Market Breadth Is Not Looking Good: Cause of Concern?

The market is surrounded by a lot of discussions on an interesting topic: market breadth. For those unfamiliar with the term, market breadth refers to the percentage of stocks making new highs versus new lows, along with an assessment of the overall market internals.

It’s very similar to peering under the hood of a car to examine its inner workings. In this article, we will go into the concept of market breadth, analyze its current state, and explore the arguments put forth by the bulls and bears regarding its implications for the market.

Understanding Market Breadth

Market breadth serves as an essential indicator of market health and participation. It goes beyond merely looking at the performance of a few well-known stocks and instead assesses the collective performance of a broader range of stocks.

By examining the breadth of the market, we gain insights into whether the market rally is being driven by a handful of dominant stocks or if it is more widely dispersed across various sectors and companies.

According to Bloomberg data so far this year only a handful of stocks are driving the market higher but when we look at it on a broader scale the market underlying is not looking good at all.

Narrow Market Breadth is cause of concern
Credit: Bloomberg

The Troubling Market Breadth

Currently, market breadth has been a cause for concern among market participants. The prevailing trend suggests that a select few stocks have accounted for the majority of market gains. This concentration of performance raises questions about the sustainability and longevity of the market rally.

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To highlight the disparity, we can compare the performance of the equal-weighted index RSP to the market cap-weighted index SPY. The difference between the two indices has reached its highest point in the past year, signifying the unequal distribution of market gains.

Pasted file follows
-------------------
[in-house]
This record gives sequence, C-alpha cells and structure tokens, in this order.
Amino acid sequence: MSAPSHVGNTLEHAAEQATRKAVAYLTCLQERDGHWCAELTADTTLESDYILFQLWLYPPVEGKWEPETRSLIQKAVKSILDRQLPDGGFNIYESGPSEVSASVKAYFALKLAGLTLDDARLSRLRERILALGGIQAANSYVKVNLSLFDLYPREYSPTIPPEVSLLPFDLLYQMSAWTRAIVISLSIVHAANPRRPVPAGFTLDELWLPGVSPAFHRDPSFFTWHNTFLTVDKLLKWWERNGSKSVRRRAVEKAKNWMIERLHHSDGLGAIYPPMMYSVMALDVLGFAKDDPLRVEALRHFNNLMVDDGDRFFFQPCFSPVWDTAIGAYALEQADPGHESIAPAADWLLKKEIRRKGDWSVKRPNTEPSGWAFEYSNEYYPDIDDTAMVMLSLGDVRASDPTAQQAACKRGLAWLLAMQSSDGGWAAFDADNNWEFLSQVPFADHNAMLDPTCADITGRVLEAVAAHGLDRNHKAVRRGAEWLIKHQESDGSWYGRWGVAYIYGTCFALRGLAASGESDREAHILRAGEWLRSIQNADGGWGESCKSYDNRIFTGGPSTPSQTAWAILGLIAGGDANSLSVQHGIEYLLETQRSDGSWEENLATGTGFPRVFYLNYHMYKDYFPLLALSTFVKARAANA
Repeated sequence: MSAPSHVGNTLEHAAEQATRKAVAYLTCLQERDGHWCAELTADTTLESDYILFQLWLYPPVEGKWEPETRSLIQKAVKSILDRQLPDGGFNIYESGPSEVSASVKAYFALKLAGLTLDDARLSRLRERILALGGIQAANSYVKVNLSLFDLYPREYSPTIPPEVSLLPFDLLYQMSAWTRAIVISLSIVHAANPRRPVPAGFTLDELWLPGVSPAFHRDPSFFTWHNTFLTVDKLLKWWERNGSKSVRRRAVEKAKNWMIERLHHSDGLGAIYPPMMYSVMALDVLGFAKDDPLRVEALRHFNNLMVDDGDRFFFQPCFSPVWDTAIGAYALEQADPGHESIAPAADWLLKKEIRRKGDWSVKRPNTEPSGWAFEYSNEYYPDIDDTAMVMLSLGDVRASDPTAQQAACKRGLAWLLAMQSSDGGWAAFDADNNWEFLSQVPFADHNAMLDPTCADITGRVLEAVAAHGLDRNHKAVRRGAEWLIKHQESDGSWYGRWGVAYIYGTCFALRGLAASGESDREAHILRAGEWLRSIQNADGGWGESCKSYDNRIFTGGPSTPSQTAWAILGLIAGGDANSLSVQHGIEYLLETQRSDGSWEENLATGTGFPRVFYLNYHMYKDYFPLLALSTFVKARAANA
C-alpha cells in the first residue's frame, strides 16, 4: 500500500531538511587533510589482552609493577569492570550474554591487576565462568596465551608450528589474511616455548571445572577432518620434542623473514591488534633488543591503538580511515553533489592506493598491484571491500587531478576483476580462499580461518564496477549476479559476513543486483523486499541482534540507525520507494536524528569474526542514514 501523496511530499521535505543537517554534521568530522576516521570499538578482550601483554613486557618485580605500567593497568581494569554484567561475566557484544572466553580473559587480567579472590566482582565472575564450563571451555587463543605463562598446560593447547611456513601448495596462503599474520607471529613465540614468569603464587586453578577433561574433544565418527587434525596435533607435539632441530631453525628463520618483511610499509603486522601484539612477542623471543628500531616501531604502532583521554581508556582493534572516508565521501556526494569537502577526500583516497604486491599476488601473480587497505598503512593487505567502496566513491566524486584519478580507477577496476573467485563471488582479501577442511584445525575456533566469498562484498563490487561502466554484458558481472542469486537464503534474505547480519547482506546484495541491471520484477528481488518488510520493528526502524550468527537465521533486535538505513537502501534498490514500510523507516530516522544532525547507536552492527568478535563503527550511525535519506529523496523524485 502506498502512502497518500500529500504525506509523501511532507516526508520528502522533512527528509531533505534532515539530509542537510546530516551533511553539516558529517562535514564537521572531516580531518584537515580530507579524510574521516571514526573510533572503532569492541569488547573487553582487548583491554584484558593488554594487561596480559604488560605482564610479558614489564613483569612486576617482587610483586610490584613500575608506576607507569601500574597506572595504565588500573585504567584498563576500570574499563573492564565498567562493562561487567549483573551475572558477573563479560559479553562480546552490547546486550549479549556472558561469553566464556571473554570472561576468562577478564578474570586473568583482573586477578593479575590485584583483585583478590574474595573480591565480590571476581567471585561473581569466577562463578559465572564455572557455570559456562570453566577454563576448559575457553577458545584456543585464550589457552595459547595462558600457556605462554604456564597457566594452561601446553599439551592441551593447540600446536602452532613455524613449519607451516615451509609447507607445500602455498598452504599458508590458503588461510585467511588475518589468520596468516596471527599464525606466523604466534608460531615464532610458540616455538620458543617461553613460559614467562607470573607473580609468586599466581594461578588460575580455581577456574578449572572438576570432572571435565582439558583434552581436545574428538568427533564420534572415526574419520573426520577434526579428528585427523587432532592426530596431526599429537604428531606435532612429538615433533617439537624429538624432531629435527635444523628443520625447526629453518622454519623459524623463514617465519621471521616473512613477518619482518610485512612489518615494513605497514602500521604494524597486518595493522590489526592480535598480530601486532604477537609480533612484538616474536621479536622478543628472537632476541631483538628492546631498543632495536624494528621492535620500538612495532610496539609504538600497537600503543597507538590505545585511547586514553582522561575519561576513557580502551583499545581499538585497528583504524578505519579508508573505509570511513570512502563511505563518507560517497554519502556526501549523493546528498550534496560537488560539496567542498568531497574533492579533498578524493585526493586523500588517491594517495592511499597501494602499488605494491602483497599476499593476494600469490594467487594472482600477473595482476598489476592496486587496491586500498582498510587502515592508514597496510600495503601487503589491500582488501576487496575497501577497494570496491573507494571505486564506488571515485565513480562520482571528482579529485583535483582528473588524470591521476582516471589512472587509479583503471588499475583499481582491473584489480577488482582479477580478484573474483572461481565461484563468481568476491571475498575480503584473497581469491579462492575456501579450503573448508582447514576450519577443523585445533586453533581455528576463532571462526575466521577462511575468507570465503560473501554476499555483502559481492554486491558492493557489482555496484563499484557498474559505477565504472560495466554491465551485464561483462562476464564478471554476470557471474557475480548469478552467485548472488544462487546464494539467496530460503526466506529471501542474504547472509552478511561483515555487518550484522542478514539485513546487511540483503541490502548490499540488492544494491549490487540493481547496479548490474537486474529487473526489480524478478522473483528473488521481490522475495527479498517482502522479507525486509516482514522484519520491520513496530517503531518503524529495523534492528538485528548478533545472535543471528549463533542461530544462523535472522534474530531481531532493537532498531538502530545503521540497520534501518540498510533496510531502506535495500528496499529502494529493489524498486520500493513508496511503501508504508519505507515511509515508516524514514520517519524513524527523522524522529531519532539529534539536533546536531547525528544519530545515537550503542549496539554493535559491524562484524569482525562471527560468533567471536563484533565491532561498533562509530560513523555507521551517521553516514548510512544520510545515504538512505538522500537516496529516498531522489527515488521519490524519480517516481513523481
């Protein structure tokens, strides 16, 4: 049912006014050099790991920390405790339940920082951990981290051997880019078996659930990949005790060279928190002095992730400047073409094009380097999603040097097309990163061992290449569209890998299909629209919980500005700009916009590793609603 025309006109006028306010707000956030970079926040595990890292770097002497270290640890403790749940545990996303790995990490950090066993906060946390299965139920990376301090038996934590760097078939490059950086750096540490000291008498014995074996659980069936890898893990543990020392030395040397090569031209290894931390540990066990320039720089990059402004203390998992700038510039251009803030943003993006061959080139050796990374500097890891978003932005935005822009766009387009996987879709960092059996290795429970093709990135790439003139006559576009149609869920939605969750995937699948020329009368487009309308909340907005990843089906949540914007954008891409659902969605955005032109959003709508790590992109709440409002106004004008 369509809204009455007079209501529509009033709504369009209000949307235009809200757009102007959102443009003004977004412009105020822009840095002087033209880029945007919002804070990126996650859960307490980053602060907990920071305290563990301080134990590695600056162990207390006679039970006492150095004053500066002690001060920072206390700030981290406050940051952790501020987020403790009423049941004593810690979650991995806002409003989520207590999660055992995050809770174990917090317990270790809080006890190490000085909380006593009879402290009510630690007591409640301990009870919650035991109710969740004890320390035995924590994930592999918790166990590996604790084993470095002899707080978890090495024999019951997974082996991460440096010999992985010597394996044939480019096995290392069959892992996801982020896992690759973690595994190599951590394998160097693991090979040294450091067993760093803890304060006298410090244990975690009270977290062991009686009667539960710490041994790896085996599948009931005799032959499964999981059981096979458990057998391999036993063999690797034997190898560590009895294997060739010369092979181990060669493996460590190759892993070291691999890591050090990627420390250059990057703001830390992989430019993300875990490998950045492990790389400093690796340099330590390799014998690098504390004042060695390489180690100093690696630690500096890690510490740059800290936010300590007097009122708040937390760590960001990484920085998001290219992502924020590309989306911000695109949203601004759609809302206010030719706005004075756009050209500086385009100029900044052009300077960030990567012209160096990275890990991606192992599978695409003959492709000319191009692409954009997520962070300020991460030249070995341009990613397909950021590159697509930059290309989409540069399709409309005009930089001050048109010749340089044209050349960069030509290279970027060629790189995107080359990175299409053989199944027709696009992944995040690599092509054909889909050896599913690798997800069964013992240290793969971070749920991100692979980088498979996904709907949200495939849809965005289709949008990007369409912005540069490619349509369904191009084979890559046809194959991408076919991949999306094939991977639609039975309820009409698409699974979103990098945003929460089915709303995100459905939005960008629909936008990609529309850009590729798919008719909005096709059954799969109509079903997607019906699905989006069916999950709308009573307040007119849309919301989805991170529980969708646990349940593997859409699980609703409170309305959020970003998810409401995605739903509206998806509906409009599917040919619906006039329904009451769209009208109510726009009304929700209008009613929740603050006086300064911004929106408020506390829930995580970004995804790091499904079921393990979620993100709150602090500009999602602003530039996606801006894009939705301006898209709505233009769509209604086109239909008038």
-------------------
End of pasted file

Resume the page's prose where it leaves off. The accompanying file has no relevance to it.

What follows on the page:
The Bullish Perspective

Bulls argue that in times of war, it is the generals who lead the charge. Similarly, they contend that it is not unusual or alarming to witness poor market breadth during a rally.

According to their viewpoint, as long as a few prominent stocks continue to drive the market higher, it is a normal occurrence that can be embraced. They maintain that these market leaders possess strong fundamentals and market dominance, leading to sustained growth despite the lack of broad-based participation.

The Bearish Stance

On the contrary, bears contend that a rally’s sustainability hinges upon broad-based participation, with every stock contributing to the upward momentum. They argue that if the market breadth remains poor, it indicates a lack of confidence and participation from a broader range of stocks.

According to the bearish perspective, a market rally heavily reliant on a handful of stocks is susceptible to a sudden reversal, posing risks to investors who have not diversified their portfolios adequately.

What Side Are You On?

Now the question arises: which side are you on? Are you a member of Team Bear or Team Bull? The answer to this question depends on your risk appetite, investment strategy, and interpretation of market dynamics.

There is no definitive right or wrong answer, as market sentiment and conditions are subject to change. It is crucial to conduct thorough research, consult with financial advisors, and evaluate your investment goals before aligning yourself with one viewpoint.

Final Take

Market breadth plays a pivotal role in understanding the dynamics of the stock market. While the current state of market breadth raises concerns, it also sparks an intriguing debate between the bulls and bears.

The arguments put forth by each side shed light on their respective perspectives regarding the importance of broad-based participation in sustaining a market rally. Ultimately, the choice between being bullish or bearish depends on individual interpretation and risk tolerance.

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